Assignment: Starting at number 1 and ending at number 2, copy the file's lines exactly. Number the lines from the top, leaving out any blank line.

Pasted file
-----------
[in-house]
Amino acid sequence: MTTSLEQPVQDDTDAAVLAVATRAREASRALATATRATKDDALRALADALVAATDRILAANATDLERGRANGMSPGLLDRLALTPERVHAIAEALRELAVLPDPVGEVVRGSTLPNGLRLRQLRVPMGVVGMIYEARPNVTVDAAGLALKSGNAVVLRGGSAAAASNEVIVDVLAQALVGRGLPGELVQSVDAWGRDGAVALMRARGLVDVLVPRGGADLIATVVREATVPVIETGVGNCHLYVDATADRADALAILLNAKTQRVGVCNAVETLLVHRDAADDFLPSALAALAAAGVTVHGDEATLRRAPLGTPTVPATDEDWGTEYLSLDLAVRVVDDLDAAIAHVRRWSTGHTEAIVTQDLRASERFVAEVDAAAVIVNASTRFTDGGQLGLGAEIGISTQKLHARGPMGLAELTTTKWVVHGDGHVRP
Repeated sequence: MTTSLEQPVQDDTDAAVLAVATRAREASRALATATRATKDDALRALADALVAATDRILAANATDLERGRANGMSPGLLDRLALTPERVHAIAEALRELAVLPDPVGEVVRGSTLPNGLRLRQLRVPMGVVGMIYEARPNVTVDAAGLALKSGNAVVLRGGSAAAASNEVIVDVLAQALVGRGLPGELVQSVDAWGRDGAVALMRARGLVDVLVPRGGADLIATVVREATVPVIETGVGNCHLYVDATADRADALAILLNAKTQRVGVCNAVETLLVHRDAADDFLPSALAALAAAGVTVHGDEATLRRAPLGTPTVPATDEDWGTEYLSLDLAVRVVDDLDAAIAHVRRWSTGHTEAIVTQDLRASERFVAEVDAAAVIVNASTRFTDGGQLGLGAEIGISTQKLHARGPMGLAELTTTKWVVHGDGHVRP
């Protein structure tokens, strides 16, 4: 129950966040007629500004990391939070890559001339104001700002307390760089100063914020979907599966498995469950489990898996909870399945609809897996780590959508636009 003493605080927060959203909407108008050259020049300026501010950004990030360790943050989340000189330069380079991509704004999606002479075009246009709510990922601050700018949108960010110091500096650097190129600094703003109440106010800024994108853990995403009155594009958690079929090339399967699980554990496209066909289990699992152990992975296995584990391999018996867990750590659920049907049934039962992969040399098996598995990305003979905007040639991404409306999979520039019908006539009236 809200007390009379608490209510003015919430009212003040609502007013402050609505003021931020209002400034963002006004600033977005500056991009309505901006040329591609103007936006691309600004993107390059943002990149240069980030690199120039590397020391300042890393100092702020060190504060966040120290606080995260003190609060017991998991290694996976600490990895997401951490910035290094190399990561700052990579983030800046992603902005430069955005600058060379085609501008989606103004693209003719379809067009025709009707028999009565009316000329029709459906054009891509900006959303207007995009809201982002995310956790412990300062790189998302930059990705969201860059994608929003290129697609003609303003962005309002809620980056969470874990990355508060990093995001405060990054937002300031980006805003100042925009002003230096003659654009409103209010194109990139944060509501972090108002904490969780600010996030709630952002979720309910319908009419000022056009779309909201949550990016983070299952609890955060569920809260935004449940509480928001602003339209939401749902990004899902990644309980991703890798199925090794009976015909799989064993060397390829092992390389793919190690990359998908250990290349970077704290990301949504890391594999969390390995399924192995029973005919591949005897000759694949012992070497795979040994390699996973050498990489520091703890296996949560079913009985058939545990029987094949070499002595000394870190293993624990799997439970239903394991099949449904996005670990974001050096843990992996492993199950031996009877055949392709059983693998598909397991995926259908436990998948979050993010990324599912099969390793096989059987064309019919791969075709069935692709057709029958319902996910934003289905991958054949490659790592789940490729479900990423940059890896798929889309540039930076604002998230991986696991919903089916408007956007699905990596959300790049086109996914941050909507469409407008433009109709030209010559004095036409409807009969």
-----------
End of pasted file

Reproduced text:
[in-house]
Amino acid sequence: MTTSLEQPVQDDTDAAVLAVATRAREASRALATATRATKDDALRALADALVAATDRILAANATDLERGRANGMSPGLLDRLALTPERVHAIAEALRELAVLPDPVGEVVRGSTLPNGLRLRQLRVPMGVVGMIYEARPNVTVDAAGLALKSGNAVVLRGGSAAAASNEVIVDVLAQALVGRGLPGELVQSVDAWGRDGAVALMRARGLVDVLVPRGGADLIATVVREATVPVIETGVGNCHLYVDATADRADALAILLNAKTQRVGVCNAVETLLVHRDAADDFLPSALAALAAAGVTVHGDEATLRRAPLGTPTVPATDEDWGTEYLSLDLAVRVVDDLDAAIAHVRRWSTGHTEAIVTQDLRASERFVAEVDAAAVIVNASTRFTDGGQLGLGAEIGISTQKLHARGPMGLAELTTTKWVVHGDGHVRP